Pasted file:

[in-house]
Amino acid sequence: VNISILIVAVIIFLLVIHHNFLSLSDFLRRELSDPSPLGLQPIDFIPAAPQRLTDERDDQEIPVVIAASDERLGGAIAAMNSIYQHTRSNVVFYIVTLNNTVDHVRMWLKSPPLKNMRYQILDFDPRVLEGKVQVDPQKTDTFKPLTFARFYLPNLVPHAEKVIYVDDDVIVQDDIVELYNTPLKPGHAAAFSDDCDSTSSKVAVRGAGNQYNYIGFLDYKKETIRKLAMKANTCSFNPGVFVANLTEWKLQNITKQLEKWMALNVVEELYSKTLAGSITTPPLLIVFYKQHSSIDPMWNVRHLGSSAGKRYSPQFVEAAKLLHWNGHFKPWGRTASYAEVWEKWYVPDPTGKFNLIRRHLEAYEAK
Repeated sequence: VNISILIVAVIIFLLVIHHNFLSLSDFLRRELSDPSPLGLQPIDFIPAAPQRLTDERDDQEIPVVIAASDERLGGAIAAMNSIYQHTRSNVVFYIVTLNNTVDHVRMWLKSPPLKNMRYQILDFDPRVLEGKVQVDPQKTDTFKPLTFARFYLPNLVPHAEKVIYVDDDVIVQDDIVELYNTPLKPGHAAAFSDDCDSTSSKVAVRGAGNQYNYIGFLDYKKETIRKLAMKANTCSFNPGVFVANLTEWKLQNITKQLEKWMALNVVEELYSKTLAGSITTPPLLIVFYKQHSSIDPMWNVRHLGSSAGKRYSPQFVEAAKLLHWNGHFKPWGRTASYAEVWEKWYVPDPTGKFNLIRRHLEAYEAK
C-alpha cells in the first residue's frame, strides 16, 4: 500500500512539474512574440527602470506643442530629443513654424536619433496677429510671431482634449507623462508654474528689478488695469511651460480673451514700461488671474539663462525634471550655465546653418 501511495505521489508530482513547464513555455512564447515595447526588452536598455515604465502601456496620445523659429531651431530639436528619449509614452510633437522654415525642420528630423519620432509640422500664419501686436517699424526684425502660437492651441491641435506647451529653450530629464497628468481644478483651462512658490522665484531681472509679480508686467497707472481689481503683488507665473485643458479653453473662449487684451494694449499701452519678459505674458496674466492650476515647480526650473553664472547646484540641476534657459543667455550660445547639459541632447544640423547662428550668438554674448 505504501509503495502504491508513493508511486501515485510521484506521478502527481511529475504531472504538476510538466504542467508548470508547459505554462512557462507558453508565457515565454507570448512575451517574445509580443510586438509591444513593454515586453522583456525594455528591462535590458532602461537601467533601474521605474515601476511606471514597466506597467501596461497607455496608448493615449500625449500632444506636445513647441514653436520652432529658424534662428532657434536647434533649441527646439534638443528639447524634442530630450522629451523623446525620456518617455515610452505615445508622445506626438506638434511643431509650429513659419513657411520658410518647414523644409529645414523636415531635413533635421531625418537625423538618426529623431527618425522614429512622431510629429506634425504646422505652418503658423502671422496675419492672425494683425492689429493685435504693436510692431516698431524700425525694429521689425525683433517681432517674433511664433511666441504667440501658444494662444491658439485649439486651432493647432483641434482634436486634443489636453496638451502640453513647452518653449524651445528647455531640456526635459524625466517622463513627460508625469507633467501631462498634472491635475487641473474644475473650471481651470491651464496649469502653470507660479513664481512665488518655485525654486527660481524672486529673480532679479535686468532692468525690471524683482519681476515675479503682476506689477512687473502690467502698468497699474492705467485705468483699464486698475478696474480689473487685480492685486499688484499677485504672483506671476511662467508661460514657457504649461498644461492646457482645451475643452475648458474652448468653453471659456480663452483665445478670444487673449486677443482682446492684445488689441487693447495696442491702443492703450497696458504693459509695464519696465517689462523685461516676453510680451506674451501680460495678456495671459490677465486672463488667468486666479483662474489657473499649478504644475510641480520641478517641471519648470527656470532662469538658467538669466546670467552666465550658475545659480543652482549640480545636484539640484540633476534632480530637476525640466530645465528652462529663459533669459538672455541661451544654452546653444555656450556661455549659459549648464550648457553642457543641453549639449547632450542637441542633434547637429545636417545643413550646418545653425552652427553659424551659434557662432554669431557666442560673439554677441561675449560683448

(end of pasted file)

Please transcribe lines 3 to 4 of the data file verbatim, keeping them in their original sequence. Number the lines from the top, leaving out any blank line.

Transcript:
Repeated sequence: VNISILIVAVIIFLLVIHHNFLSLSDFLRRELSDPSPLGLQPIDFIPAAPQRLTDERDDQEIPVVIAASDERLGGAIAAMNSIYQHTRSNVVFYIVTLNNTVDHVRMWLKSPPLKNMRYQILDFDPRVLEGKVQVDPQKTDTFKPLTFARFYLPNLVPHAEKVIYVDDDVIVQDDIVELYNTPLKPGHAAAFSDDCDSTSSKVAVRGAGNQYNYIGFLDYKKETIRKLAMKANTCSFNPGVFVANLTEWKLQNITKQLEKWMALNVVEELYSKTLAGSITTPPLLIVFYKQHSSIDPMWNVRHLGSSAGKRYSPQFVEAAKLLHWNGHFKPWGRTASYAEVWEKWYVPDPTGKFNLIRRHLEAYEAK
C-alpha cells in the first residue's frame, strides 16, 4: 500500500512539474512574440527602470506643442530629443513654424536619433496677429510671431482634449507623462508654474528689478488695469511651460480673451514700461488671474539663462525634471550655465546653418 501511495505521489508530482513547464513555455512564447515595447526588452536598455515604465502601456496620445523659429531651431530639436528619449509614452510633437522654415525642420528630423519620432509640422500664419501686436517699424526684425502660437492651441491641435506647451529653450530629464497628468481644478483651462512658490522665484531681472509679480508686467497707472481689481503683488507665473485643458479653453473662449487684451494694449499701452519678459505674458496674466492650476515647480526650473553664472547646484540641476534657459543667455550660445547639459541632447544640423547662428550668438554674448 505504501509503495502504491508513493508511486501515485510521484506521478502527481511529475504531472504538476510538466504542467508548470508547459505554462512557462507558453508565457515565454507570448512575451517574445509580443510586438509591444513593454515586453522583456525594455528591462535590458532602461537601467533601474521605474515601476511606471514597466506597467501596461497607455496608448493615449500625449500632444506636445513647441514653436520652432529658424534662428532657434536647434533649441527646439534638443528639447524634442530630450522629451523623446525620456518617455515610452505615445508622445506626438506638434511643431509650429513659419513657411520658410518647414523644409529645414523636415531635413533635421531625418537625423538618426529623431527618425522614429512622431510629429506634425504646422505652418503658423502671422496675419492672425494683425492689429493685435504693436510692431516698431524700425525694429521689425525683433517681432517674433511664433511666441504667440501658444494662444491658439485649439486651432493647432483641434482634436486634443489636453496638451502640453513647452518653449524651445528647455531640456526635459524625466517622463513627460508625469507633467501631462498634472491635475487641473474644475473650471481651470491651464496649469502653470507660479513664481512665488518655485525654486527660481524672486529673480532679479535686468532692468525690471524683482519681476515675479503682476506689477512687473502690467502698468497699474492705467485705468483699464486698475478696474480689473487685480492685486499688484499677485504672483506671476511662467508661460514657457504649461498644461492646457482645451475643452475648458474652448468653453471659456480663452483665445478670444487673449486677443482682446492684445488689441487693447495696442491702443492703450497696458504693459509695464519696465517689462523685461516676453510680451506674451501680460495678456495671459490677465486672463488667468486666479483662474489657473499649478504644475510641480520641478517641471519648470527656470532662469538658467538669466546670467552666465550658475545659480543652482549640480545636484539640484540633476534632480530637476525640466530645465528652462529663459533669459538672455541661451544654452546653444555656450556661455549659459549648464550648457553642457543641453549639449547632450542637441542633434547637429545636417545643413550646418545653425552652427553659424551659434557662432554669431557666442560673439554677441561675449560683448